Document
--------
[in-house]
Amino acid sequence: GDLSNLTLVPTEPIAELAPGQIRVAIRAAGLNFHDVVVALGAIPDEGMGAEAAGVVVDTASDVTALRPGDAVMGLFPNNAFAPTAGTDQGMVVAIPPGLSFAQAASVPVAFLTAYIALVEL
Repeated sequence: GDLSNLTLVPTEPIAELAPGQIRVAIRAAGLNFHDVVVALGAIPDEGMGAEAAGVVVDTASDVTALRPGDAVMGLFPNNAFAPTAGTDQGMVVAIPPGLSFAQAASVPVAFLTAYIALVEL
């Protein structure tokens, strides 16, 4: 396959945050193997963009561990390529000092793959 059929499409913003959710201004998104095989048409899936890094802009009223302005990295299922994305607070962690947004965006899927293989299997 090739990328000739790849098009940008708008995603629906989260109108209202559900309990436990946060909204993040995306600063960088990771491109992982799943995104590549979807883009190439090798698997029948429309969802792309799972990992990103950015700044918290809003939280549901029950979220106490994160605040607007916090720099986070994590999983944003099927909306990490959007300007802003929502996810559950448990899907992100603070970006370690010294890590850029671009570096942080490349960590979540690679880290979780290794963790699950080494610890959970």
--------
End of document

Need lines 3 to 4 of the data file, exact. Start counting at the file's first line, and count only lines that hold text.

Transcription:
Repeated sequence: GDLSNLTLVPTEPIAELAPGQIRVAIRAAGLNFHDVVVALGAIPDEGMGAEAAGVVVDTASDVTALRPGDAVMGLFPNNAFAPTAGTDQGMVVAIPPGLSFAQAASVPVAFLTAYIALVEL
């Protein structure tokens, strides 16, 4: 396959945050193997963009561990390529000092793959 059929499409913003959710201004998104095989048409899936890094802009009223302005990295299922994305607070962690947004965006899927293989299997 090739990328000739790849098009940008708008995603629906989260109108209202559900309990436990946060909204993040995306600063960088990771491109992982799943995104590549979807883009190439090798698997029948429309969802792309799972990992990103950015700044918290809003939280549901029950979220106490994160605040607007916090720099986070994590999983944003099927909306990490959007300007802003929502996810559950448990899907992100603070970006370690010294890590850029671009570096942080490349960590979540690679880290979780290794963790699950080494610890959970």